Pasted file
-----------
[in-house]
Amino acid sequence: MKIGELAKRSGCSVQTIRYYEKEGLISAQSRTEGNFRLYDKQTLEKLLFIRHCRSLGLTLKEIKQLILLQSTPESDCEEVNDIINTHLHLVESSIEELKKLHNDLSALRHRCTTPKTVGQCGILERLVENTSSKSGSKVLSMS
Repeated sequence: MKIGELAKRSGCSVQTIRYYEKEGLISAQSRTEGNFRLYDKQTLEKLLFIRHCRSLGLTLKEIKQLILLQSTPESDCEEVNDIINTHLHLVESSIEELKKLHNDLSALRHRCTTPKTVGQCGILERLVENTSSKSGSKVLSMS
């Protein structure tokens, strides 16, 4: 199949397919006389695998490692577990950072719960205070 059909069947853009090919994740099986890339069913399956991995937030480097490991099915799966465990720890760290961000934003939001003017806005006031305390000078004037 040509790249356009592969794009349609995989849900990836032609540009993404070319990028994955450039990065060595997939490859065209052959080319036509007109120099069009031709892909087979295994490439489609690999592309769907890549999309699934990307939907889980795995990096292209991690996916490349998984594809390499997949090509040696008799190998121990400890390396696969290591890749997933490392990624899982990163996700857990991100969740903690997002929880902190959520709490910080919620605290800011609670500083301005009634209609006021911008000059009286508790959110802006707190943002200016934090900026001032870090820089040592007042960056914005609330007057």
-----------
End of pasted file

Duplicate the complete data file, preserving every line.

[in-house]
Amino acid sequence: MKIGELAKRSGCSVQTIRYYEKEGLISAQSRTEGNFRLYDKQTLEKLLFIRHCRSLGLTLKEIKQLILLQSTPESDCEEVNDIINTHLHLVESSIEELKKLHNDLSALRHRCTTPKTVGQCGILERLVENTSSKSGSKVLSMS
Repeated sequence: MKIGELAKRSGCSVQTIRYYEKEGLISAQSRTEGNFRLYDKQTLEKLLFIRHCRSLGLTLKEIKQLILLQSTPESDCEEVNDIINTHLHLVESSIEELKKLHNDLSALRHRCTTPKTVGQCGILERLVENTSSKSGSKVLSMS
């Protein structure tokens, strides 16, 4: 199949397919006389695998490692577990950072719960205070 059909069947853009090919994740099986890339069913399956991995937030480097490991099915799966465990720890760290961000934003939001003017806005006031305390000078004037 040509790249356009592969794009349609995989849900990836032609540009993404070319990028994955450039990065060595997939490859065209052959080319036509007109120099069009031709892909087979295994490439489609690999592309769907890549999309699934990307939907889980795995990096292209991690996916490349998984594809390499997949090509040696008799190998121990400890390396696969290591890749997933490392990624899982990163996700857990991100969740903690997002929880902190959520709490910080919620605290800011609670500083301005009634209609006021911008000059009286508790959110802006707190943002200016934090900026001032870090820089040592007042960056914005609330007057």